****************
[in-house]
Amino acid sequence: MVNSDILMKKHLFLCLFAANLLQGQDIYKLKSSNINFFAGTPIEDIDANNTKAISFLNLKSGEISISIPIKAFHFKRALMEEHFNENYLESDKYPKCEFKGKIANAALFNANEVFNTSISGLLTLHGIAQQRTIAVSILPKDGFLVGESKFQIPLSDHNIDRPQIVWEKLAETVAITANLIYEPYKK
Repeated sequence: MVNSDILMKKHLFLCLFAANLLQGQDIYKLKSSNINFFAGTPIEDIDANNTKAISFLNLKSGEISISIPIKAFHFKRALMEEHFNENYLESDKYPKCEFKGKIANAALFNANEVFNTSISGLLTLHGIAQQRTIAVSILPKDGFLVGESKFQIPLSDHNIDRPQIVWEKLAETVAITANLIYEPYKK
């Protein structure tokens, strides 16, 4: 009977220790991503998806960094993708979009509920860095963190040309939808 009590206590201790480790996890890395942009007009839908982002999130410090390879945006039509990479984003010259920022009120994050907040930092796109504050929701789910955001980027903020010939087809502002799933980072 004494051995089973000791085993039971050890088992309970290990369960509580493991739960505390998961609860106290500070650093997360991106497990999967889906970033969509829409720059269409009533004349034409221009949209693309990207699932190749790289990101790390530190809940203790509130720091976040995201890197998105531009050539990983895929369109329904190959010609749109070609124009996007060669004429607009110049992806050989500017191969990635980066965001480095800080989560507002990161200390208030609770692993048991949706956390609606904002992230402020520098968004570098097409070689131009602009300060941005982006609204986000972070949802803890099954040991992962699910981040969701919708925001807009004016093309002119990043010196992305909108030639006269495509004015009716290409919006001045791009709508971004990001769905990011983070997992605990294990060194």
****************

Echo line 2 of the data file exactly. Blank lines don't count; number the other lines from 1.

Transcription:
Amino acid sequence: MVNSDILMKKHLFLCLFAANLLQGQDIYKLKSSNINFFAGTPIEDIDANNTKAISFLNLKSGEISISIPIKAFHFKRALMEEHFNENYLESDKYPKCEFKGKIANAALFNANEVFNTSISGLLTLHGIAQQRTIAVSILPKDGFLVGESKFQIPLSDHNIDRPQIVWEKLAETVAITANLIYEPYKK